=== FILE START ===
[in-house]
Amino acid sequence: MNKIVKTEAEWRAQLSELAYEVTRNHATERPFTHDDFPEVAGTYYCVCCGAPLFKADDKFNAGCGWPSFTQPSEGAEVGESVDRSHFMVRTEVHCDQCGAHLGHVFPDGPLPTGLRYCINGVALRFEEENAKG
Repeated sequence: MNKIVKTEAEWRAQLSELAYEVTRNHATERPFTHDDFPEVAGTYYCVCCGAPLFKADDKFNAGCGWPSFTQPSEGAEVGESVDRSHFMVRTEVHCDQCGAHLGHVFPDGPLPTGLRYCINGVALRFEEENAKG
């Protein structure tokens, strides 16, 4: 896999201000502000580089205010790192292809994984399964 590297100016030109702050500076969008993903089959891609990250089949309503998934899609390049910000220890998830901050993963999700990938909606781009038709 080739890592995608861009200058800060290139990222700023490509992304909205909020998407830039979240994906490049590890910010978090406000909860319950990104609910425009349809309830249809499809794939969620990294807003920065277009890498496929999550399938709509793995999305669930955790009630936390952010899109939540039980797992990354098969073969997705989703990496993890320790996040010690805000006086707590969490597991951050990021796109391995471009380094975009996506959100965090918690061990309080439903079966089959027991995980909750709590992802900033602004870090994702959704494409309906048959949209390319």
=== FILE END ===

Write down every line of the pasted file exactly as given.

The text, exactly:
[in-house]
Amino acid sequence: MNKIVKTEAEWRAQLSELAYEVTRNHATERPFTHDDFPEVAGTYYCVCCGAPLFKADDKFNAGCGWPSFTQPSEGAEVGESVDRSHFMVRTEVHCDQCGAHLGHVFPDGPLPTGLRYCINGVALRFEEENAKG
Repeated sequence: MNKIVKTEAEWRAQLSELAYEVTRNHATERPFTHDDFPEVAGTYYCVCCGAPLFKADDKFNAGCGWPSFTQPSEGAEVGESVDRSHFMVRTEVHCDQCGAHLGHVFPDGPLPTGLRYCINGVALRFEEENAKG
């Protein structure tokens, strides 16, 4: 896999201000502000580089205010790192292809994984399964 590297100016030109702050500076969008993903089959891609990250089949309503998934899609390049910000220890998830901050993963999700990938909606781009038709 080739890592995608861009200058800060290139990222700023490509992304909205909020998407830039979240994906490049590890910010978090406000909860319950990104609910425009349809309830249809499809794939969620990294807003920065277009890498496929999550399938709509793995999305669930955790009630936390952010899109939540039980797992990354098969073969997705989703990496993890320790996040010690805000006086707590969490597991951050990021796109391995471009380094975009996506959100965090918690061990309080439903079966089959027991995980909750709590992802900033602004870090994702959704494409309906048959949209390319």